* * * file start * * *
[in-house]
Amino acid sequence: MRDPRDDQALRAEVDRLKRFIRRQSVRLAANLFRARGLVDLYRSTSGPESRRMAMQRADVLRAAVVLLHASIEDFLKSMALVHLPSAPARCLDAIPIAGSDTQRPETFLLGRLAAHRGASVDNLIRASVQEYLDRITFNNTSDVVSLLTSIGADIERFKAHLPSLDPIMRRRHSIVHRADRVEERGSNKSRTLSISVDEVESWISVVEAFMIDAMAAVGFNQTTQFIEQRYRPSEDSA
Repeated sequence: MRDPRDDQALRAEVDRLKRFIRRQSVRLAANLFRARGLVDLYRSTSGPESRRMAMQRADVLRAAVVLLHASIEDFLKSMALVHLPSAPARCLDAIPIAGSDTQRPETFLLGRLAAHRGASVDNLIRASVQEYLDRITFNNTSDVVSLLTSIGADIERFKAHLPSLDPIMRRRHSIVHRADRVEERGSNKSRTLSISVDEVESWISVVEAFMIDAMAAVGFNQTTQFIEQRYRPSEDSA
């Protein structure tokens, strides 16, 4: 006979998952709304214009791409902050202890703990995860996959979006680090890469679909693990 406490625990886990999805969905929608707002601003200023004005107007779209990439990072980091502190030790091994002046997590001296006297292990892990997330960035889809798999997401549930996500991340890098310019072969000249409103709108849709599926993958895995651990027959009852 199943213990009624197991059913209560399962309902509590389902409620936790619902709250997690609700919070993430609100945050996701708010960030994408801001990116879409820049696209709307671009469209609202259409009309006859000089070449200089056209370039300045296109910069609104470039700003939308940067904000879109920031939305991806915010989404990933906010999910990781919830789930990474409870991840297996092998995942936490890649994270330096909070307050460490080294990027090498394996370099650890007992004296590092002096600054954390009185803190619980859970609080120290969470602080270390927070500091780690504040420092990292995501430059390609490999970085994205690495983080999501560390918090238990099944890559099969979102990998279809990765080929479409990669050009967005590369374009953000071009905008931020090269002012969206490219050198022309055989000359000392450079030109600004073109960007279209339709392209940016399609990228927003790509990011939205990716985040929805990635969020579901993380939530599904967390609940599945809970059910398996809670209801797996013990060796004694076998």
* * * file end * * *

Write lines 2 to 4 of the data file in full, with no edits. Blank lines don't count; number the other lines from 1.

Amino acid sequence: MRDPRDDQALRAEVDRLKRFIRRQSVRLAANLFRARGLVDLYRSTSGPESRRMAMQRADVLRAAVVLLHASIEDFLKSMALVHLPSAPARCLDAIPIAGSDTQRPETFLLGRLAAHRGASVDNLIRASVQEYLDRITFNNTSDVVSLLTSIGADIERFKAHLPSLDPIMRRRHSIVHRADRVEERGSNKSRTLSISVDEVESWISVVEAFMIDAMAAVGFNQTTQFIEQRYRPSEDSA
Repeated sequence: MRDPRDDQALRAEVDRLKRFIRRQSVRLAANLFRARGLVDLYRSTSGPESRRMAMQRADVLRAAVVLLHASIEDFLKSMALVHLPSAPARCLDAIPIAGSDTQRPETFLLGRLAAHRGASVDNLIRASVQEYLDRITFNNTSDVVSLLTSIGADIERFKAHLPSLDPIMRRRHSIVHRADRVEERGSNKSRTLSISVDEVESWISVVEAFMIDAMAAVGFNQTTQFIEQRYRPSEDSA
């Protein structure tokens, strides 16, 4: 006979998952709304214009791409902050202890703990995860996959979006680090890469679909693990 406490625990886990999805969905929608707002601003200023004005107007779209990439990072980091502190030790091994002046997590001296006297292990892990997330960035889809798999997401549930996500991340890098310019072969000249409103709108849709599926993958895995651990027959009852 199943213990009624197991059913209560399962309902509590389902409620936790619902709250997690609700919070993430609100945050996701708010960030994408801001990116879409820049696209709307671009469209609202259409009309006859000089070449200089056209370039300045296109910069609104470039700003939308940067904000879109920031939305991806915010989404990933906010999910990781919830789930990474409870991840297996092998995942936490890649994270330096909070307050460490080294990027090498394996370099650890007992004296590092002096600054954390009185803190619980859970609080120290969470602080270390927070500091780690504040420092990292995501430059390609490999970085994205690495983080999501560390918090238990099944890559099969979102990998279809990765080929479409990669050009967005590369374009953000071009905008931020090269002012969206490219050198022309055989000359000392450079030109600004073109960007279209339709392209940016399609990228927003790509990011939205990716985040929805990635969020579901993380939530599904967390609940599945809970059910398996809670209801797996013990060796004694076998």